Tan Strehler-Weston, head of operations and policy at Thrust Carbon, assesses developments at COP27
With COP27 coming to a close, you could be forgiven for feeling a sense of déjàvu – ‘another year, another COP’. We continue to hurtle through the climate crisis, while politicians and civil society go through the motions yet again.
I’m going to surprise you, I’d agree! But it’s because of this that I’m actually looking forward to the next COP already.
Let me paint you a picture – one that starts with a giant cable tie. Cable ties, such is their design, can only ever be made tighter. Now imagine a giant cable tie sitting around the outside of the biggest car exhaust pipe you can imagine – one so big that it’s pumping out over 40 billion tonnes of carbon dioxide every year.
It’s the job of COP to pull that cable tie slightly tighter every year until it stops the exhaust spitting out its fumes altogether.
In fact, a key success of previous COPs was to formalise the ‘ratchet mechanism’ (Paris) and move it from a five-yearly cycle to an annual event (Glasgow). This keeps nations having to come back with new carbon budgets until it is judged, according to the IPCC’s scientific guidance, that global emissions are on track to drive no more than 1.5 degrees of warming.
But even so, speed is of the essence if we’re not to overshoot 1.5 degrees. So what were some of COP27’s notable themes? Let’s take a look before returning to our analogy.
• Loss and damage: A hot topic for well over a decade, a plan to establish a ‘loss and damage’ fund was finally agreed at COP27. This will compensate the poorest nations that are least responsible for causing climate change, but which will experience the greatest impacts which cannot be fully mitigated or adapted to.
• Corporate net zero and greenwashing: The UN led a crackdown on greenwashing from non-state actors, defining some necessary rules for companies and other organisations to follow when claiming net zero goals. All targets should be accompanied by a clear plan with interim milestones every five years as well as being accountable and transparent. And those companies may not invest in fossil fuels.
• A bigger, broader church: Some media outlets have chosen to focus on the mixed standard of organisation at COP27, with insufficient food supplies and the irony of freezing air-conditioned temperatures at the convention centre where the event was held in Egypt. But what’s far more important is the attendees themselves. This was the second best-attended COP on record, with the highest ever number of delegates from Africa and small island states. More diversity of thought and connections made across nations as well as academia, government and the private sector can only be a good thing.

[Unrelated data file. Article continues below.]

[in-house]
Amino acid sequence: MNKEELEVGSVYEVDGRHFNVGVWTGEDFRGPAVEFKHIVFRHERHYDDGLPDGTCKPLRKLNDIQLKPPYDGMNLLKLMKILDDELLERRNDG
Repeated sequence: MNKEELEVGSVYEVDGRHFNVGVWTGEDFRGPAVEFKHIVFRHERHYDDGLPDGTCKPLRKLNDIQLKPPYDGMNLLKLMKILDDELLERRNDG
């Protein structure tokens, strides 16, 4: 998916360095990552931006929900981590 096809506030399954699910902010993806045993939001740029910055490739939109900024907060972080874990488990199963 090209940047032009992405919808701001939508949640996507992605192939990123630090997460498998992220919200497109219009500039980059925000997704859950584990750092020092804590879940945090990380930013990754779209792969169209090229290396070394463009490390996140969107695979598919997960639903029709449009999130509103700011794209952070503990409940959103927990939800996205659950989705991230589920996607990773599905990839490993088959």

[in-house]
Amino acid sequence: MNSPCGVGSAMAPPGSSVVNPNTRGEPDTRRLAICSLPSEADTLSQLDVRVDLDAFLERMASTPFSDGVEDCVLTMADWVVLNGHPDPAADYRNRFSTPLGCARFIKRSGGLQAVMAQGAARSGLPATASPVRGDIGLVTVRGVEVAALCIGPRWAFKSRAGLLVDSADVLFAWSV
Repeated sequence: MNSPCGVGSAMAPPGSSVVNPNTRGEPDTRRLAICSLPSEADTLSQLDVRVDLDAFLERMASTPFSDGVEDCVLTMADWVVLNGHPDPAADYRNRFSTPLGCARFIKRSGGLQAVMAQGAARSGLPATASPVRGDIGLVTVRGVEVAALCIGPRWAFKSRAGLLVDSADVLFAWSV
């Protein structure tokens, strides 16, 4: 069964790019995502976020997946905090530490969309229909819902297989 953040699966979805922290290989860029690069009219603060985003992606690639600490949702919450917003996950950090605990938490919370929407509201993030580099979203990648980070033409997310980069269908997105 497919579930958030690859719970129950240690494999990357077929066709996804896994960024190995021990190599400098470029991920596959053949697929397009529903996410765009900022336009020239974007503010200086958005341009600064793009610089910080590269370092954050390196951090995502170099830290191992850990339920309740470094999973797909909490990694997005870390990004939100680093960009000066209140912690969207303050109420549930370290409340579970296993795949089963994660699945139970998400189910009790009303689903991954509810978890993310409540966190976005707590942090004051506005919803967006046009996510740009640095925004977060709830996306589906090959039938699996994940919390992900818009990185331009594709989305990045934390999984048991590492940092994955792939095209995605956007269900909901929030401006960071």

• Keeping within 1.5 degrees looks tougher than ever. National commitments to reduce emissions – the core bread and butter of COP – remain far short of what’s needed to limit warming to 1.5 degrees centigrade, and at present the world is on a pathway to warming by over 2.5 degrees. This will likely become a huge focus at COP28.
• Fossil fuels stagger on. To the disappointment of many, there was no agreement to phase out fossil fuel use. This issue had been a key focus for certain national delegations throughout the event, with the leader of the UK’s delegation, Alok Sharma, voicing his disappointment at the final outcome: “A clear commitment to phase-out all fossil fuels? Not in this text”.
• Carbon accounting and offsets have some way to go. Numerous concerns remain around international standards for carbon accounting. Offsets and other forms of carbon credits can have a role to play when other options are genuinely lacking, but only if regulations are watertight. Rules around double counting and transparency remain a long way from being robust and widely agreed upon. Perhaps this isn’t all bad, since the focus between now and 2030 must absolutely be on genuine emissions reductions.
It’s worth considering the cable tie analogy because it can mean that seemingly small victories add up over time. They are cumulative and become greater than the sum of their parts. African nations attending in greater force than ever is not progress we’ll see reversed. Loss and damage is on the agenda to stay. And eventually humanity will call time on fossil fuels.
And (the importance of) everything in between
But the fact is that the prospect of limiting warming to 1.5 degrees is looking even more challenging than ever. By some estimates the global carbon budget for 1.5 degrees – supposed to last until 2050 – could be breached within 6.5 years if current emissions rates don’t fall soon.
This is extremely important, because the impacts on humanity and nature become disproportionately worse after this point. Two degrees of warming will be twice as bad for loss of plant biodiversity and expose nearly three times as many people to extreme heat. And beyond two degrees, the impacts become more devastating still.
The target has to remain 1.5 degrees and 2 degrees is not the fallback. As we pull on that
cable tie we can’t overlook the value of locking in every possible bit of
progress in between 1.5 and 2
degrees. The target becomes 1.51 degrees, then 1.52 degrees and so on.
So there you have it: ops, downs, cable ties and giant exhaust pipes,
and the real world ramifications that affect people in their billions.
We must keep going, and there’s so much our own industry can
do – and is doing – to reduce emissions. So when the going gets tough, remember – just
as with many other great social causes – progress can feel difficult, but the
direction of our journey is only one way. And we can help accelerate it.